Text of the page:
result, heat stroke can cause severe and
permanent damage to vital organs.
Victims can be identified by skin that
appears hot, dry, and red in color. Other
warning signs are confusion, hallucinations,
and aggression. If not treated immediately,
heat stroke can result in permanent
disability or death. The good news is that
heat stroke can be prevented by taking the
easy steps outlined on this page.

What Can Your Local
Government Do to Help?
Local governments can play an important role
in predicting and responding to excessive heat
events. Two increasingly common strategies are
heat alert systems and heat reduction measures.

Heat Alert  Systems
Heat Health Watch-Warning Systems identify
when a heat-related public health threat is likely.
These systems  use computer programs that
analyze National Weather Service forecasts and
other  local data to predict dangerous conditions.
Heat Health Watch-Warning Systems have been
established in Philadelphia, Seattle, Chicago, St.
Louis, and other cities in the U.S. and Europe.
After a warning has been called, city health
authorities communicate this information to older
adults, their care-givers, and other at-risk groups.

Assist the Homeless and Those With
Mental Health Illness
The following steps are "best-practices" that city
officials can take to alert residents and provide
direct assistance:
   Distribute media advisories
•   Activate telephone hotlines
•   Alert neighborhood volunteers, family
   members, and friends
•   Provide air-conditioned buildings and
   offer transportation to these facilities
•   Assist the homeless
   Work with local "area agencies on aging"
   to educate  at-risk individuals
Cities  may also coordinate with local utilities to
ensure that no  customer's electricity is turned off
during a heat wave.
What Cost-Effective Steps Can
Communities Take to Cool the Air?
Two steps that communities can take include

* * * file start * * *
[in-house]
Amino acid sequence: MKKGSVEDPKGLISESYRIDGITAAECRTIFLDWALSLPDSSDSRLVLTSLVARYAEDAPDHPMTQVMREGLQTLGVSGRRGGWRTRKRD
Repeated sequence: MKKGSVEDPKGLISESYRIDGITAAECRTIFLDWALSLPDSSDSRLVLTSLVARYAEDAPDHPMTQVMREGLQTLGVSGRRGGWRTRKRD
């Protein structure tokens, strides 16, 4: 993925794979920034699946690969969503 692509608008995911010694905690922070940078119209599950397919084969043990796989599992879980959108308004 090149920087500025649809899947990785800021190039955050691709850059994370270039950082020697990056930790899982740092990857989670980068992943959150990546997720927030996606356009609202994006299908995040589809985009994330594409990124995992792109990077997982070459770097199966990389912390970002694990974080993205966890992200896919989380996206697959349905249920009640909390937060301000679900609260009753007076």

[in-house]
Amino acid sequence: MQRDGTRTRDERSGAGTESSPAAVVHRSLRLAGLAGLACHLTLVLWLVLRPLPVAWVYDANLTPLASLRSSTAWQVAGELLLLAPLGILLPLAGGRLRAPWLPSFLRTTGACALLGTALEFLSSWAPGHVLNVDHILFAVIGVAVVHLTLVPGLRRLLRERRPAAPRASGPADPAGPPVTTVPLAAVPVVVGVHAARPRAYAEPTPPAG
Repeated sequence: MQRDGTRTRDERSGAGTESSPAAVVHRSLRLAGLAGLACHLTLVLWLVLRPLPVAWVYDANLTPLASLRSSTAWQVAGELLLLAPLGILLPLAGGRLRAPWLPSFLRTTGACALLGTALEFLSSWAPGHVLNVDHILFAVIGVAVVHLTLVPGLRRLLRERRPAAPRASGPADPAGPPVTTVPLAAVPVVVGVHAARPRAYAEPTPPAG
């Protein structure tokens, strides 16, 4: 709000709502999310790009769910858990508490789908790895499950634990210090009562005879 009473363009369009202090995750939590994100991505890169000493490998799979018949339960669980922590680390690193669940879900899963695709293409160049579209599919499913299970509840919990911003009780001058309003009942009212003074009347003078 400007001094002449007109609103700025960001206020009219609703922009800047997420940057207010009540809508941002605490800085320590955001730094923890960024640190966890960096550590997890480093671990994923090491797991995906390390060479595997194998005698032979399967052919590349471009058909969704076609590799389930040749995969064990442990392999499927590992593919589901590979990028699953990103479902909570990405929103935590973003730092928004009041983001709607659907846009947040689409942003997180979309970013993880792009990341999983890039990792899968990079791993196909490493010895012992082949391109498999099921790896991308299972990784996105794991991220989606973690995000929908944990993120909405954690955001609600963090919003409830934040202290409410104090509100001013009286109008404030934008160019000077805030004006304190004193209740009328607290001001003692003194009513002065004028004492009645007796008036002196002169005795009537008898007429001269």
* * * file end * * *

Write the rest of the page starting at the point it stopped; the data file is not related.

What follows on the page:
using construction material that reflect the sun's
rays, and planting trees and vegetation to provide
shade and natural cooling. Both strategies reduce
the urban heat island effect - urban temperatures
2-10 degrees Fahrenheit hotter than surrounding
rural areas - and may limit the frequency,
duration, and magnitude of excessive heat events.
Heat reduction strategies such as using reflective
"cool roofs" and light-colored pavements, and
planting shade trees, have numerous benefits.
These measures:
    Lower ambient temperatures
    Slow heat-driven reaction that forms
    ozone air pollution
    Decrease energy consumption
    Improve  comfort and livability

Other References
Environmental Protection Agency,
Excessive Heat Events Guidebook
Quick Tips for Responding to Excessive
Heat Events

Poster:  Beat the Heat—8 Simple Steps for
Older Adults

Heat Island  Reduction Initiative

Center for Disease Control and Prevention

American Medical Association, Heat-Related
Illness During Extreme Emergencies

National Weather Service, Heat Wave and Heat

Heat and Other Natural Hazard Statistics

Heat Wave Awareness Project

United States Department of Commerce,
National Oceanic and Atmospheric
Heat Wave: A Major Summer Killer
1  Kallkstein, L.S. and J.S. Greene, 1997. An
   Evaluation of Climate/Mortality Relationships
   in Large U.S. Cities and the Possible Impact
   of a Climate Change. Environmental Health
   Perspectives, 105(l):84-93.
2  Centers for Disease Control and Prevention,
   2003. Extreme Heat. Available online:
3  Federal Emergency Management
   Administration, Backgrounder on Extreme
   Heat, Feb. 2003
4  Naughton MP, Henderson A, Mirabelli MC,
   Kaiser R, Wilhelm JL, Kieszak SM, Rubin CH,
   McGeehin MA. Heat-related mortality during
   a 1999 heat wave in Chicago. Am J Prev Med.
   2002 May;22(4):328-9.
5  McMichael, A.J., LS. Kalkstein and other lead
   authors, 1996. Climate Change and Human
   Health, (eds. A.J. McMichael, A. Haines, R.
   Slooff, S. Kovats). World Health Organization,
   and United Nations Environment Programme
   (Who/WMO/UNEP), Geneva, 297 pp.

Learn A/lore
The EPA Aging Initiative is working to protect the
environmental health of older adults through the
coordination of research, prevention strategies,
and public education. For more information or to
join the listserve visit: www.epa.gov/aging

             Protecting the Health
             of Older Americans
Publication Number: 100-F-l 1-017